• Note that remediation can work but is costlier

  • Do teachers really need a bachelor’s degree?

    • Stress that programs with bachelor-degreed teachers have strongest evidence on benefits and that the quality of the teacher is the single most important factor in achieving positive outcomes for children


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Prepare for the Tough Questions

  • Why should we pay for rich kids?

    • Point out that many children from middle- and upper-income families enter school unprepared

    • Talk about collective benefits and consequences

  • Isn’t this going to put private providers out of business?

    • Stress that just the opposite is true; effective programs collaborate and, through incentives and technical assistance, improve quality and stability

  • Doesn’t “diverse delivery” mean school vouchers?

    • Stress that they are worlds apart; “diverse delivery” uses contracts and insists on high quality standards


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Experiences in Kansas

Tom KrebsGovernmental Relations SpecialistKansas Association of School [email protected]


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What Are KASB’s Focus Areas?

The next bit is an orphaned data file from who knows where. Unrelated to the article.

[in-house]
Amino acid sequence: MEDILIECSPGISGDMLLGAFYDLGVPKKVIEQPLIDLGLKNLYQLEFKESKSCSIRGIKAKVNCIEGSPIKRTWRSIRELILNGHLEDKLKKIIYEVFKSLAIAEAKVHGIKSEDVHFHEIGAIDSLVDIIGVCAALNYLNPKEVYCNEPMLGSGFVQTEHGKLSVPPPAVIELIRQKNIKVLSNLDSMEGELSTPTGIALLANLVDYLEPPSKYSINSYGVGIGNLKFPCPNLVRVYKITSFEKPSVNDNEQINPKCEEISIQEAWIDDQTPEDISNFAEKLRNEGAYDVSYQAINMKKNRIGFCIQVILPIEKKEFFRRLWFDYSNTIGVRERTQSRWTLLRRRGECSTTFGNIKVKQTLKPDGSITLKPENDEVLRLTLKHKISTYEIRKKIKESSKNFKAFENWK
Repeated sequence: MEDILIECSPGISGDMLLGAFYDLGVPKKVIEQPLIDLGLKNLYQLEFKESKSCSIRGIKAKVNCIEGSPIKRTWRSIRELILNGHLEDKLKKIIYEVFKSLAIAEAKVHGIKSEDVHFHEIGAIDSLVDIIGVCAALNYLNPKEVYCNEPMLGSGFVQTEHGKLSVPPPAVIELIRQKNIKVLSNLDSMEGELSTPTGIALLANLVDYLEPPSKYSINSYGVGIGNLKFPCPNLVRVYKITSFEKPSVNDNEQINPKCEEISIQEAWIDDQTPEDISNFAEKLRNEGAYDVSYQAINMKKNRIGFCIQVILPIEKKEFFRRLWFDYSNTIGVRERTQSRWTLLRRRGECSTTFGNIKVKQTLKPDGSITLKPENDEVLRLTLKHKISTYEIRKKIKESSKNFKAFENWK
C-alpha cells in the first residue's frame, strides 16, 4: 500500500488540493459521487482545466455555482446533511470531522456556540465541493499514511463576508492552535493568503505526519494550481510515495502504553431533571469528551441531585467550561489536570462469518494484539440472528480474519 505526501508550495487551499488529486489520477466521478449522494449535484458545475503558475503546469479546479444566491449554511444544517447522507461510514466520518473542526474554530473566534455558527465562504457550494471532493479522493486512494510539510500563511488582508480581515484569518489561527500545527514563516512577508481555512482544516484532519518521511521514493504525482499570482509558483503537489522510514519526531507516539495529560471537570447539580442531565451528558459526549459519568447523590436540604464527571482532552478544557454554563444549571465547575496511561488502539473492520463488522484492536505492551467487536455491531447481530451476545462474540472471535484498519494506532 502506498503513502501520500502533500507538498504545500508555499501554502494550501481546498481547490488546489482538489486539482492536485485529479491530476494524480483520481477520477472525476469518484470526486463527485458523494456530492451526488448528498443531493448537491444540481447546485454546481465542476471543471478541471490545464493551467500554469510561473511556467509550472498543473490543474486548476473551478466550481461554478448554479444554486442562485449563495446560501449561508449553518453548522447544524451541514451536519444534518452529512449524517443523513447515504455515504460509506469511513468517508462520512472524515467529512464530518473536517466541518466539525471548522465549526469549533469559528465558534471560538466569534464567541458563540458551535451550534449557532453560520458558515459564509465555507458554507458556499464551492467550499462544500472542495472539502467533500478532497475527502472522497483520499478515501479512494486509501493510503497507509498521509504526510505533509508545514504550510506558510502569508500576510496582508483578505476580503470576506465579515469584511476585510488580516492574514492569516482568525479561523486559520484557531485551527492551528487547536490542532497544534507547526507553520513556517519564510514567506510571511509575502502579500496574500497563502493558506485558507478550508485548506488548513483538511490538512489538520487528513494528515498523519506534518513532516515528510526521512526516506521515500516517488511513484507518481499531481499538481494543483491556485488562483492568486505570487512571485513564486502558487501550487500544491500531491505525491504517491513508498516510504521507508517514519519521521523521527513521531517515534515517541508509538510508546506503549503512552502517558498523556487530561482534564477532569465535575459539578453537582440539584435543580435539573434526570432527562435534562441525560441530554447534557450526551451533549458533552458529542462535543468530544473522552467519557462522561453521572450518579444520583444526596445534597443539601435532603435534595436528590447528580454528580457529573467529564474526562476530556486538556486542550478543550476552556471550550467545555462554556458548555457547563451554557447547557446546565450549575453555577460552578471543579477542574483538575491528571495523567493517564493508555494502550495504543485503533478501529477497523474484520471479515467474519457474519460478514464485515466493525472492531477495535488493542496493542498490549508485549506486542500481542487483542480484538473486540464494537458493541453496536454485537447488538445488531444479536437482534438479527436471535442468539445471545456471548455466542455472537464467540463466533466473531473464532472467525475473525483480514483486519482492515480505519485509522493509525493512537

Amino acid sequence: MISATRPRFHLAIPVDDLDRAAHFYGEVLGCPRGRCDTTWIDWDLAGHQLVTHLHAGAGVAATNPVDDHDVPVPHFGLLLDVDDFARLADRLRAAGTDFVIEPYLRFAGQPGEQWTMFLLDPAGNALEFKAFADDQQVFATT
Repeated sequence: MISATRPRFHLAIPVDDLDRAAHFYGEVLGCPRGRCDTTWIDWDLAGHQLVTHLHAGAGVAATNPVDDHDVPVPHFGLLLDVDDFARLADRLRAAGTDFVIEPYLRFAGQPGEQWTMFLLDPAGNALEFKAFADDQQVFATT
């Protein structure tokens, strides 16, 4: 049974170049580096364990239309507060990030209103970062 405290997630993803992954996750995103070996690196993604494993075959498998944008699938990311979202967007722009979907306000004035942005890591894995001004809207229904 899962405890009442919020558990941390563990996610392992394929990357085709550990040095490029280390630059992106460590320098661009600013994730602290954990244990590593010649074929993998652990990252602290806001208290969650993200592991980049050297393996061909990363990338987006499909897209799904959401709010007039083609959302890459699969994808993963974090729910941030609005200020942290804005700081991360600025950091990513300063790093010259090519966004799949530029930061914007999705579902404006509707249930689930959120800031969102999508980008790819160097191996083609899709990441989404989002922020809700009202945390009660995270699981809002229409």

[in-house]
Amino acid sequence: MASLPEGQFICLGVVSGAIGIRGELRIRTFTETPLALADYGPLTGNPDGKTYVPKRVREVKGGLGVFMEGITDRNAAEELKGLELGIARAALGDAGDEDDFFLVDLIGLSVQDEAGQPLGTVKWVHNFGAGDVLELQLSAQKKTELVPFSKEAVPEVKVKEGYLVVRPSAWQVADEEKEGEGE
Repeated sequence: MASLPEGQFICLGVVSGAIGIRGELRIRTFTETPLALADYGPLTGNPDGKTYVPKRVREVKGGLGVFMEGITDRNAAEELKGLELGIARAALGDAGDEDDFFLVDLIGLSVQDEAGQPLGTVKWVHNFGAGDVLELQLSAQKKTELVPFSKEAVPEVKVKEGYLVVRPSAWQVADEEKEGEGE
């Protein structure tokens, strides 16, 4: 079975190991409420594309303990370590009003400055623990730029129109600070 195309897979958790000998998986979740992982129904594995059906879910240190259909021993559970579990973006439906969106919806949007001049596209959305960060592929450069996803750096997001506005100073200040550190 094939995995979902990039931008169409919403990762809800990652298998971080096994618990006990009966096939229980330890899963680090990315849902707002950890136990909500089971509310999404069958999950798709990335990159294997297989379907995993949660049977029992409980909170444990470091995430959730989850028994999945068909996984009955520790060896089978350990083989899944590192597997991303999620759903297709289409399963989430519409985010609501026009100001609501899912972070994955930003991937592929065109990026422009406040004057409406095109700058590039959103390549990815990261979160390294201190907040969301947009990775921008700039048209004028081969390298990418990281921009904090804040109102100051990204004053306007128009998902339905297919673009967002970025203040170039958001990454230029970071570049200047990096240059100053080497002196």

• Build coalitions between the multitude of stakeholders/providers

  • Assist in the support of legislative and executive branch leaders who support early childhood and Pre-K efforts

  • Educate/re-educate public and membership about the need for Pre-K and early childhood programs


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Steps We Took To Help

  • Started meeting early on with stakeholders and assisted in coalition efforts

  • Assessed what was present in Kansas schools and districts in ways of programs

  • Developed contact list of policy makers

  • Held regional forums with stakeholders

  • Developed a comprehensive Pre-K early childhood policy for KASB


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KASB Regionals, October 2007

  • We held 10 KASB regional meetings where the key issue of Pre-K and early childhood education were discussed with our members

  • 5-15 board members and/or superintendents

  • Focus was sharing research from the Center on the Developing Child

    • http://www.developingchild.harvard.edu/


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Regional Forums, November 2007

  • Partnered with the Kansas Coalition for School Readiness,

    • Has built a private-public partnership

    • Been a player this legislative session

  • Each drew 20-100 participants

  • Built large data base for identifying, articulating concerns

  • http://www.kasb.org/forums%20data.pdf


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More Follow-Up, February 2008

  • ½ day of Governmental Relations Seminar dedicated to Pre-K progress

    • Investing in Early Childhood – The National Perspective

    • Investing in Early Childhood – The Legislative Perspective

    • School Readiness in Kansas – Issues in the 2008 session